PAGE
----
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Insomniacs may need regular exercise to get sleep benefits

How exercise can help you sleep better 01:22

Can't sleep? Some people may advise that you work out or go for a walk, but new research is showing that you'll have to develop an exercise routine before you see any sleep benefits.

"If you have insomnia you won't exercise yourself into sleep right away," lead study author Kelly Glazer Baron, a clinical psychologist and director of the behavioral sleep program at Northwestern University Feinberg School of Medicine, said in a press release. "It's a long-term relationship. You have to keep at it and not get discouraged."

The study, which was published in the August issue of the Journal of Clinical Sleep Medicine, didn't reveal any shut-eye benefits from one exercise bout, however.

The research, which looked at data from 11 women between 57 to 60 years old with insomnia, was the first study to show that working out once may not help you get a good night's rest, the authors noted. But, even though the study was completed on women, Baron believed the results would hold true for men because the same methods and techniques are used to treat insomnia for both genders.

All the women in the study did not exercise before the study, and they worked their way up to 30 minute work out sessions three or four times a week.

The study showed that people who did not exercise had worse sleep, and those who had regular long-term exercise over a 16-week period were able to get more snooze time than those who didn't sustain the physical activity.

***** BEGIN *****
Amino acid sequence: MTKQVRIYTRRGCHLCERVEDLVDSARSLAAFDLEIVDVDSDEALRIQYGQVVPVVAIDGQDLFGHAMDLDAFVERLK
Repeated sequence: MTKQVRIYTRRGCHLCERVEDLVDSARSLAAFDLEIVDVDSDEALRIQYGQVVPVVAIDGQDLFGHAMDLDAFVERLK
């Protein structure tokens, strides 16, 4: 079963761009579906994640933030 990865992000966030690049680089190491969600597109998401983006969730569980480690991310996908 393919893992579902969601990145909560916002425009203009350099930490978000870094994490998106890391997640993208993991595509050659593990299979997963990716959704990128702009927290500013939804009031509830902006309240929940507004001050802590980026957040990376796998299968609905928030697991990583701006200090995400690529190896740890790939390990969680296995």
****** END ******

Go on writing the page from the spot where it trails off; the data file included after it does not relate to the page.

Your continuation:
After the 16-week period, women who exercised were sleeping an extra 46 minutes a night for a total of 6 hours and 40 minutes. Before the study, they were averaging 5 hours and 54 minutes. The National Sleep Foundation's 2013 Sleep in America poll showed that Americans get about 6 hours and 51 minutes of sleep a night.

Baron said she was interested in the subject after her patients with insomnia kept reporting that they still couldn't sleep even though they were exhausted from working out.

"Sleeping poorly doesn't change your aerobic capacity, but it changes people's perception of their exertion," Baron said. "They feel more exhausted."

She pointed out that people with insomnia have a heightened level of brain activity, and it takes them longer to reach a normal level that allows them to fall asleep. Baron said regular exercise could be a way to help fix the problem, without resorting to medications, which have been linked to increased safety risks.

The National Sleep Foundation's 2013 Sleep in America poll revealed that people who said they worked out slept better than those who didn't. The results still rang true even if both parties were getting the same amount of shut-eye each night.

However, an earlier study found the opposite effects reported in the new research: It showed that a single exercise session of moderate-intensity aerobic exercise, like walking, cut the time it took for people with chronic insomnia to fall asleep and allowed them to sleep much longer. People who did vigorous aerobic exercise (like running) or weight-lifting activities did not see the benefits.

"People have to realize that even if they don't want to exercise, that's the time they need to dig in their heels and get themselves out there," Baron said. "Write a note on your mirror that says 'Just Do It!' It will help in the long run."

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